Guest Blog: Steven Tulman
Building on my previous article The Single Most Important Interview Question, today I share with you the second most important interview question. This question empowers your potential employer with information to help them more accurately decide if they should hire you for the job or not.
What is the second most important interview question that can either help you get the job or put your name into the rejection pile? Here it is:
“Please tell me why you left your last job.”
This question paves the way for a more in-depth discussion filled with follow-up questions that gives your interviewer a deeper understanding of the way you think and feel, what motivates you, how easy or difficult you are to manage and coach, how well you work with others, and much more.
Similar to the interview question from my last post, it is the 10 to 15 minute conversation that stems from the follow-up questions below that provides your potential employer with the insights they need to effectively determine if you are the best person for the job.
Imagine you were the candidate. How would you respond to the following set of follow-up questions?
Why was that important to you?
Describe in detail how you tried to deal with it before choosing to leave and what happened when you tried?
What first attracted you to the role and company? What changed and when?
What would have had to change to keep you from leaving? Why is that important for you?
Please describe your role, the company, the overall culture and the team members you worked with.
Please describe in detail your manager’s style.
What did you like most or least about your manager?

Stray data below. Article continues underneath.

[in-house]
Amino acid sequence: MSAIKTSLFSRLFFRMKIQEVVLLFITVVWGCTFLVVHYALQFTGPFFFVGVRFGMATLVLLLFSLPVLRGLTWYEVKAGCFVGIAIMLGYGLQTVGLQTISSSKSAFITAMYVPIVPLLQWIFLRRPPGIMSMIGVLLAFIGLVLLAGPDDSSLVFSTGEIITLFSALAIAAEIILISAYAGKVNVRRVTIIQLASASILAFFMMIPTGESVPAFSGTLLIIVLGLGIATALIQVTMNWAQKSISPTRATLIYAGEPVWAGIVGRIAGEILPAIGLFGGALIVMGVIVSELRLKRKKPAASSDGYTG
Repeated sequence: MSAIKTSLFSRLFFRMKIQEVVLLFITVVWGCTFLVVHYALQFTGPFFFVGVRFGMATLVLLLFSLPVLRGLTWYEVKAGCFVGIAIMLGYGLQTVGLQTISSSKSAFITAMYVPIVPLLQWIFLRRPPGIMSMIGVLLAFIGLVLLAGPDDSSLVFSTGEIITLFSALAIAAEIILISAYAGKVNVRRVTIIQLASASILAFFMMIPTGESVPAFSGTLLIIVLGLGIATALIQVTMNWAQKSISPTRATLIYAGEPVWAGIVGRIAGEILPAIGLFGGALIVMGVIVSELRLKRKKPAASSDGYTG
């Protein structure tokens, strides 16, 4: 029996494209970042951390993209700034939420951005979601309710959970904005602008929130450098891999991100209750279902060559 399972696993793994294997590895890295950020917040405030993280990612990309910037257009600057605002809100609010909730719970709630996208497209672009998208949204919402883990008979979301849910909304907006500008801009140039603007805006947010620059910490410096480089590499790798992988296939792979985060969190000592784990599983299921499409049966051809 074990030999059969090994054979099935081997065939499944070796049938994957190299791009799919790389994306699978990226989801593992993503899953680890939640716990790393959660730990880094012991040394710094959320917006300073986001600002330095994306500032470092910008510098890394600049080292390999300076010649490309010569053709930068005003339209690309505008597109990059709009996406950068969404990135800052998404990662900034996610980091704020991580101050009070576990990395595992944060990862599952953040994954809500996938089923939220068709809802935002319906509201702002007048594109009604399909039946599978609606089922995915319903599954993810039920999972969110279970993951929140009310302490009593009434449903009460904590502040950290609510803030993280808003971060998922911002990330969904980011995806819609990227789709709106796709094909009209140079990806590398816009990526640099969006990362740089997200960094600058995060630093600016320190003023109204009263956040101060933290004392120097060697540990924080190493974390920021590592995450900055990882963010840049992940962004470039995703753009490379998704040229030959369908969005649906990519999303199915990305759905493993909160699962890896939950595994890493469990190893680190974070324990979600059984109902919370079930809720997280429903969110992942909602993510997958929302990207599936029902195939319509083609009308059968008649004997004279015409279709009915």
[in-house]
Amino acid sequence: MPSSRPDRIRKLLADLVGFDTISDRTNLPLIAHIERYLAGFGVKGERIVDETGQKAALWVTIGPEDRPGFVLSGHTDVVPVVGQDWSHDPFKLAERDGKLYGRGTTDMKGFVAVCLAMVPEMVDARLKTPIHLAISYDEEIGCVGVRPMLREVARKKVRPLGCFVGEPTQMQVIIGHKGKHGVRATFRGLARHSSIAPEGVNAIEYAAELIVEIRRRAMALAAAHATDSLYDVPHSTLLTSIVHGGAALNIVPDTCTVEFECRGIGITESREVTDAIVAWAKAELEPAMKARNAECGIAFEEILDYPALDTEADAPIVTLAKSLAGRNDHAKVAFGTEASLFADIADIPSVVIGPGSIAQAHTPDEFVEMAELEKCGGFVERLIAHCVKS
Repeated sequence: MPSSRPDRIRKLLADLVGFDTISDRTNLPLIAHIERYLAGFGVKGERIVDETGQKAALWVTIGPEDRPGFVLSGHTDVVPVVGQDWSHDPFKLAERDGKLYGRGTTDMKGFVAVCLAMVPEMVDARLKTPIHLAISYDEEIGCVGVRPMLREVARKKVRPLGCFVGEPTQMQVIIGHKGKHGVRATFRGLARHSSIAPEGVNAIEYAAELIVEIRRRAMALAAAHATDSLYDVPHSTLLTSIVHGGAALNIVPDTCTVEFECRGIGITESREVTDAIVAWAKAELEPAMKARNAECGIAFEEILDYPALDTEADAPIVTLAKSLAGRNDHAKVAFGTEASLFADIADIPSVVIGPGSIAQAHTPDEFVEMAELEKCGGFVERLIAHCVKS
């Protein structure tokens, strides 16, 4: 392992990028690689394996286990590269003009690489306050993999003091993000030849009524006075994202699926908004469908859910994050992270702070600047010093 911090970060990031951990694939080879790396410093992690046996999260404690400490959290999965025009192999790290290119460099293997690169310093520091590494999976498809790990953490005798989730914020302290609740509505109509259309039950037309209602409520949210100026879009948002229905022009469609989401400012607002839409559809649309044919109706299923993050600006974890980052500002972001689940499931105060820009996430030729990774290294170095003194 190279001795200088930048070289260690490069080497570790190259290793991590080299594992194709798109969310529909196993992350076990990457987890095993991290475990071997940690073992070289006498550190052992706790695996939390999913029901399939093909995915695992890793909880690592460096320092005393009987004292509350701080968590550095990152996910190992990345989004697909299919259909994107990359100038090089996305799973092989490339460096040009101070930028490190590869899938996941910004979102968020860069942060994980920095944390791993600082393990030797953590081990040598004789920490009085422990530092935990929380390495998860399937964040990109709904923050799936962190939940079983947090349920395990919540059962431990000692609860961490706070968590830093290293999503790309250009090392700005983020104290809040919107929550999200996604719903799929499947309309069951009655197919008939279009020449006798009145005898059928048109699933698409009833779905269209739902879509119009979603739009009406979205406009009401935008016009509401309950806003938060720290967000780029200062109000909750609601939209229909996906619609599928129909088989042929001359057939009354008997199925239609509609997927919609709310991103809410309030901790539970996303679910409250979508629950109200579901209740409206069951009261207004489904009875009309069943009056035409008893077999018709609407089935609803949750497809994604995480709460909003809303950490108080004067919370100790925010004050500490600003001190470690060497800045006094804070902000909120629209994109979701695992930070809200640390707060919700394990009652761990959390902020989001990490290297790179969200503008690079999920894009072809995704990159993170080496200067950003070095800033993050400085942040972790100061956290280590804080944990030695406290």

What challenges did you face with your manager and how did you deal with it?
Describe in detail the dynamics of the team that you worked with.
What did you like most and least about your team?
Describe in detail some of the challenges you faced with your team members and how you dealt with them.
If everything about that job, company, and culture would have been perfect for you, what would it have taken to get you to leave?
What 3 biggest challenges did you face in that role and how did you address them?
What was your greatest success during your time with the company?
What was your biggest on the job failure and what did you learn from it?
Why do you think that this job is a better fit for you and your needs/goals?
Why do you think you will be a good fit for this job and company?
You can surely see how after asking only a few of the questions above your interviewer can learn a great deal about you and how well you will fit into the organization, how well or poorly you might work with your new manager, and your fit with the overall role. It is obvious that any seasoned interviewer can greatly increase the likeness of making the right decision about who to hire for the job after engaging candidates in this discussion.
By preparing your answers to the questions above you will be much better equipped to answer a variety of other questions using specific examples from the answers you prepare to these ones. For example, “Why do you want this job and why do you want to work for our company?” or “Please give a specific example of a time you had a conflict with another co-worker or your manager. Describe the conflict in detail and how you dealt with it.” and of course many many more.
For more useful insights to help better prepare for an interview or conduct more effective interviews I recommend the following books:
Hire With Your Head and The Essential Guide for Hiring & Getting Hired both written by Lou Adler.
I wish you all the best of luck!